At the lower end of the spectrum, Bouygues offered a modest EUR 5.00 (US $5.49) price reduction. Moving up, Free presented a more substantial discount of EUR 10.00 (US $10.98), providing an intermediary option for consumers. Orange goes further by offering a EUR 15.00 (US $16.47) discount. Leading the pack, however, was SFR with a price reduction of EUR 20.00 (US $21.96), securing its status as the market leader in discounted bundled offerings.

It’s worth noting that none of these operators introduced any other significant incentives for this type of bundling, underlining the primary focus on escalating discounts as the key driver in the French market’s convergence landscape.


The wave of consolidation in pursuit of convergent offers appears to have crested. At this point, most MNOs in advanced markets have secured the ability to offer fixed broadband services, making them a standard part of their offerings.

This may not be good news for Telcos, however, as this study identifies a potentially troublesome trend. When nearly all operators can offer converged bundles and rely primarily on discounts for marketing, they risk recreating the environment of service commoditization, which leads to increased downward pricing pressure. These conditions echo the dynamics observed in the mobile space, albeit on a larger scale.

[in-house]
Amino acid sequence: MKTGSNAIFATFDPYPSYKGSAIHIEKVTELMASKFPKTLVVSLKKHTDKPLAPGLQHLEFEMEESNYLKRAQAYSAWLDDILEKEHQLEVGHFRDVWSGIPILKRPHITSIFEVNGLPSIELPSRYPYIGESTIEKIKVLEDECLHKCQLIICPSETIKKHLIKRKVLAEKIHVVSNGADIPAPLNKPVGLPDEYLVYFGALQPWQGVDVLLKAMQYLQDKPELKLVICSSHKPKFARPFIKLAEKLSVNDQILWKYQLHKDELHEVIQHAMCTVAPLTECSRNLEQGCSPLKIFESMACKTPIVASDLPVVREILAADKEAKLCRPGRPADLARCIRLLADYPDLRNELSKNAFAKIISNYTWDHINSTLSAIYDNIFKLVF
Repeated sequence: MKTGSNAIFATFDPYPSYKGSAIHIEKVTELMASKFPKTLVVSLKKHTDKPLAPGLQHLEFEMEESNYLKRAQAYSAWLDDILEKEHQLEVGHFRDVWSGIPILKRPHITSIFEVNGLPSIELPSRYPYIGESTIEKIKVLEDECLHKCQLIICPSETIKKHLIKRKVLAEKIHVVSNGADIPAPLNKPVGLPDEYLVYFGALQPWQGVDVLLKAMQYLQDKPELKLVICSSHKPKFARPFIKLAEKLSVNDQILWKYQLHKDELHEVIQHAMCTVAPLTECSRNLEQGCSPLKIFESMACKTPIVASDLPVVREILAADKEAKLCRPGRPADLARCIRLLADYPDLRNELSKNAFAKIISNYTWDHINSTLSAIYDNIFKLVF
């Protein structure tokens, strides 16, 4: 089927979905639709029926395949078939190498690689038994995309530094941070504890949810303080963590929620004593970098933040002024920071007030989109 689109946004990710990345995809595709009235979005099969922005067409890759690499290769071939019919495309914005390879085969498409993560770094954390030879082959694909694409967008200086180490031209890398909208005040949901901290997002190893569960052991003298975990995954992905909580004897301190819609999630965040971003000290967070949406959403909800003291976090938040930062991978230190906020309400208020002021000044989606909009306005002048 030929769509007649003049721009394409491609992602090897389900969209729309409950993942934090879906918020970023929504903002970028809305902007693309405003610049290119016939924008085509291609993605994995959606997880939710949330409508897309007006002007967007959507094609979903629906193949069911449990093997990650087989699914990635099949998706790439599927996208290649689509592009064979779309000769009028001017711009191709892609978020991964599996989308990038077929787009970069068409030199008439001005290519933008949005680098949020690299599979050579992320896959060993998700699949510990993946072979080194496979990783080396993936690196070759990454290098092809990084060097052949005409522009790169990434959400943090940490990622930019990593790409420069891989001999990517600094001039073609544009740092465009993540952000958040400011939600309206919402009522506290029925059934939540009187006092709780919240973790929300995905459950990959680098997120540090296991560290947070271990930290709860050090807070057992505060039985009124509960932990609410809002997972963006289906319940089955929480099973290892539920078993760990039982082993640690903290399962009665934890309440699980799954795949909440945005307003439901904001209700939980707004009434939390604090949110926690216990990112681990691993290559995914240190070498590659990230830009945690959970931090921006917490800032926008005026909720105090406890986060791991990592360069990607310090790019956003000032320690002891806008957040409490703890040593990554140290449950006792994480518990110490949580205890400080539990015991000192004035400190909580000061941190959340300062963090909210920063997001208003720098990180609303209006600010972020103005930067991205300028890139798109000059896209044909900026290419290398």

In their strategic discussions and new plan development, operators are advised to follow the models advanced by O2 in the UK and Deutsche Telekom in Germany. They should focus on crafting offers which differentiate themselves not only through price, but also via unique services and features.

About the Author:

Will Watts

VP of Product

Will is responsible for the planning, build-out, and maintenance of Tarifica’s data solutions, including the flagship Digital Intelligence Platforms. In his more than 10 years at Tarifica, he has successfully delivered custom projects and market analyses to clients such as GSMA, the World Bank, BEREC, Verizon and Telefonica.

For questions or comments about this analysis, please contact Penny Wiesman at